Want to search my house? Warrant. Want my voicemail? Warrant. Want my e-mail/browser history? Warrant. The process is supposed to be awkward, expensive, time-consuming to cut out trivial use and ensure it's only used when necessary.
A rubber stamp that any old jobsworth civil servant peon can obtain is not fair. Yet MPs are covered by the Wilson doctrine, so we have no way of knowing what they're up to on our time. Frightening.
I bought a 240GB Samsung 840 Pro about 18 months ago and the thing made such a difference to my old laptop. Saw a deal on an OCZ 100GB drive for £40 and went for it, sold the Samsung for close to the £160 I paid for it. Laptop was pretty old and just couldn't hit the throughput that the Samsung needed. I hardly ever keep any data on my laptop and still manage to dual-boot Win7 and Xubuntu in the 100GB.
An SSD has been the best computing upgrade purchase I have ever made by a big distance.
Or high speed train sets. Or underwater nuclear death cocks. Or sports days regenerating depressing areas of London into depressing gigantic retail opportunities, encompassing modern lifestyles in the heart of one of London's most vibrant... F*ck off!
Something's wrong with democracy when so much money appears to be spent at the whim of a select group of blazer tossers.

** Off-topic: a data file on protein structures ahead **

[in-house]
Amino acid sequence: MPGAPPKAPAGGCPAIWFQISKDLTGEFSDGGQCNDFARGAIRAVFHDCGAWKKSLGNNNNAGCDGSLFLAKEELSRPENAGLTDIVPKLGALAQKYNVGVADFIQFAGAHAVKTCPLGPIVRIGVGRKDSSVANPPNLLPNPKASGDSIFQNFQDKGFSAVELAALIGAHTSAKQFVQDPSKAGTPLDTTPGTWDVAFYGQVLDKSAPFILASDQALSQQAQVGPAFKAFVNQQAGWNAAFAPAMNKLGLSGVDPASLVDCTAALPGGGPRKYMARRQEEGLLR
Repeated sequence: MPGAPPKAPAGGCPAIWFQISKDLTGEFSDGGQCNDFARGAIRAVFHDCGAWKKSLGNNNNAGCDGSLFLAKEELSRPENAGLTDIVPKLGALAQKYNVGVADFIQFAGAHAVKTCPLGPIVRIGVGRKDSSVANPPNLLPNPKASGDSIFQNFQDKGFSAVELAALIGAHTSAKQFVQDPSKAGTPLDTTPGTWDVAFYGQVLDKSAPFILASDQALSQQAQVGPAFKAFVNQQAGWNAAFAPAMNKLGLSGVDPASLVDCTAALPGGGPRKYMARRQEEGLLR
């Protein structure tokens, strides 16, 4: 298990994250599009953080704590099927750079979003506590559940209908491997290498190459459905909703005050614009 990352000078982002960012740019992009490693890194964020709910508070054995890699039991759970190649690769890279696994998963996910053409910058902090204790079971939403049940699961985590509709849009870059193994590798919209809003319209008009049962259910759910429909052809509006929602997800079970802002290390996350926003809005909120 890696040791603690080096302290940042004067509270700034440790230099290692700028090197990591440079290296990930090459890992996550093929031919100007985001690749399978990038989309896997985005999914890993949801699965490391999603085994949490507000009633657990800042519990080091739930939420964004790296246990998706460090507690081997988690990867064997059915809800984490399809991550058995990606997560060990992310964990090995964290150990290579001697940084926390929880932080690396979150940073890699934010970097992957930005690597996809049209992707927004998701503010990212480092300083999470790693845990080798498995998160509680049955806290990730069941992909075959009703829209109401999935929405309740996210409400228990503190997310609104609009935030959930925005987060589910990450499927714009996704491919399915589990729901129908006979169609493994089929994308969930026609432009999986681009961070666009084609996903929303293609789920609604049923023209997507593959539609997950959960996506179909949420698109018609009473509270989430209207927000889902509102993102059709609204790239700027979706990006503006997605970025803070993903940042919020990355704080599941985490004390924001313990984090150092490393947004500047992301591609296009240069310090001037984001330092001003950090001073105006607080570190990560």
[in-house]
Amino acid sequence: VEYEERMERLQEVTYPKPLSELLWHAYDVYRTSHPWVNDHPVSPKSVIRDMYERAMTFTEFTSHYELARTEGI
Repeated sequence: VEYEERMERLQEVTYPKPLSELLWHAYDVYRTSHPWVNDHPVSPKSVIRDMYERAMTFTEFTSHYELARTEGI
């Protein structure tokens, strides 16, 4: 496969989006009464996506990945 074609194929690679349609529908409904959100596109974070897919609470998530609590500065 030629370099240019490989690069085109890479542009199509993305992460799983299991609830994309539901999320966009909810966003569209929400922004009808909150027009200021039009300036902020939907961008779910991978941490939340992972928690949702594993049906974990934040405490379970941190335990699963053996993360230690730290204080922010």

Basically more money for London, lucky lucky London. And I live in it. Honestly the investment gap between London and everywhere else seems embarassing.
£3bn could have made a decent dent on a nationwide FTTB/P roll-out. InnovateUK my arse.
US-UK cyber innovation summit
"US-UK cyber innovation summit"
It's not called "The 5 Eyes" by any chance is it?
I also note that it's US-UK and not UK-US. Yet another ever so special mono-directional special relationship?
I knew these new fangled crypto currencies would never work out when compared to good old fashioned super-regulated cash stored in super-secure banks. Oh...
If you don't use IRC then you or your employer is using the wrong software. Or you're just a lowly 3rd line M$ peon, lol smily face
I presume these savings are also assuming that both energy usage and prices stay constant. I don't know about anyone else but each generation of electrical goods and gadgets that I end up with need more power and more frequent charging.
Presumably we all get a refund when this doesn't work out and the poorly qualified civil servants have to personally foot the bill.
Since when does a government do anything to save anyone any money, ever. There must be something else to this.
Like proper rough hardcore dirty filth?
"a 4GB image took 36 seconds at 101GB/s."
Pics or it didn't happen.
Charge for iplayer